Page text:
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Movie Mom

Movie Mom

City Island

posted by Nell Minow
B+
Lowest Recommended Age:Mature High Schooler
MPAA Rating:Rated PG-13 for sexual content, smoking, and language
Profanity:Strong and crude language
Nudity/Sex:Sexual references and non-explicit situations including stripper, fetish involving heavy women, references to adultery
Alcohol/Drugs:Smoking, drinking
Violence/Scariness:Tense family confrontations
Diversity Issues:None
Movie Release Date:April 26, 2010
DVD Release Date:August 24, 2010
B+
Lowest Recommended Age: Mature High Schooler
MPAA Rating: Rated PG-13 for sexual content, smoking, and language
Profanity: Strong and crude language
Nudity/Sex: Sexual references and non-explicit situations including stripper, fetish involving heavy women, references to adultery
Alcohol/Drugs: Smoking, drinking
Violence/Scariness: Tense family confrontations
Diversity Issues: None
Movie Release Date: April 26, 2010
DVD Release Date: August 24, 2010

This warm-hearted dysfunctional family comedy-drama benefits from an exceptionally strong cast, including producer Andy Garcia as the father, Julianna Margulies as the mother, and Steven Strait as the young man just released from prison who sets off a series of revelations.

Everyone in the Rizzo family is hiding something. Daughter Vivian (Garcia’s real-life daughter, Dominik García-Lorido) is not in college as her parents think. She is supporting herself as a stripper. Her brother Vince Jr. (Ezra Miller) is struggling with his desire to see heavy women eat, especially his next door neighbor, who has a website called “Feeding Denise” and one of his classmates. Mom Joyce (Margulies) has not given up smoking. But it is Vince, Sr. who has the really big secrets. One, he has a son from a relationship before he met Joyce and he has just met the young man for the first time, at the prison where he is a corrections officer (don’t call him a guard) and his son (Strait, superb as Tony) is about to be released. Two, he wants to be an actor. He is taking classes with Michael Malakov (Alan Arkin) and has made friends with a classmate, Molly (Emily Mortimer).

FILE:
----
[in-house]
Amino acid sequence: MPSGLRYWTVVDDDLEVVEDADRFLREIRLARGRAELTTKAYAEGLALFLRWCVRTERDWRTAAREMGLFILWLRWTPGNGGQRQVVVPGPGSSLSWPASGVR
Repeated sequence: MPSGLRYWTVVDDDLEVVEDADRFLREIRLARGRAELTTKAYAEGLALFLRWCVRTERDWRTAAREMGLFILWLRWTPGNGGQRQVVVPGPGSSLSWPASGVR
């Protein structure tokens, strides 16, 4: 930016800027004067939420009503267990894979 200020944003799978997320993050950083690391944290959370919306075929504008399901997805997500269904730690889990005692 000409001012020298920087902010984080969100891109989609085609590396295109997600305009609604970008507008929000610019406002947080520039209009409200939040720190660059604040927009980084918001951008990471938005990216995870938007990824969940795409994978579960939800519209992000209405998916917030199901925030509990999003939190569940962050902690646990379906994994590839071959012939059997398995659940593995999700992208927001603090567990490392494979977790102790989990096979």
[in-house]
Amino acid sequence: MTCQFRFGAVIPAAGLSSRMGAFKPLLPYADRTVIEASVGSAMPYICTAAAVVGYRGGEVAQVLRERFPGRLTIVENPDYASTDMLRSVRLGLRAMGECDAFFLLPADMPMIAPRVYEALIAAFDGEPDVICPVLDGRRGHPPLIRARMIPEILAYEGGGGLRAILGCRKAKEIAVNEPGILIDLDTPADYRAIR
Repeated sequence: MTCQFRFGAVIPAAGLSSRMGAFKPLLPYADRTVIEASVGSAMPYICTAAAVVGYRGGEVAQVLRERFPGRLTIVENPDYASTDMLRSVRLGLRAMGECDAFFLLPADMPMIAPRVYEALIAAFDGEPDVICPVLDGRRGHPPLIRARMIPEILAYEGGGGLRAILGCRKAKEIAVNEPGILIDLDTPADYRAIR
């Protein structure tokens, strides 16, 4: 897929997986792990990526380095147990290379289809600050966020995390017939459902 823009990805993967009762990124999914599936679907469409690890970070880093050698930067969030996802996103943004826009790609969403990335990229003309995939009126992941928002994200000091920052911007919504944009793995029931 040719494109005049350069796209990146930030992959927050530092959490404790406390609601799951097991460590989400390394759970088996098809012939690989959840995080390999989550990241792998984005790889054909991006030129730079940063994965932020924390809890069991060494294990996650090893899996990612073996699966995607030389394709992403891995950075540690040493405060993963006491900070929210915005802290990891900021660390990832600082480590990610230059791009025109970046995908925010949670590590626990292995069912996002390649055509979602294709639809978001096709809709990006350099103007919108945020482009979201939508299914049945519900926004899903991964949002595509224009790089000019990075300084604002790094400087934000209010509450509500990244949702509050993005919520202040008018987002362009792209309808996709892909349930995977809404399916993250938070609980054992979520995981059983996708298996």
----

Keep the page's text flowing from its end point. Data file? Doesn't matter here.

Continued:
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Writer-director Raymond De Felitta has obvious affection for his characters and he keeps the developments from going too far. The situations may be outrageous, but deft performances keep the battles from being shrill and the situation more fairy tale than soap opera. This is one of those little indies that inspired a great deal of enthusiasm from its audience and should make even more fans on DVD.

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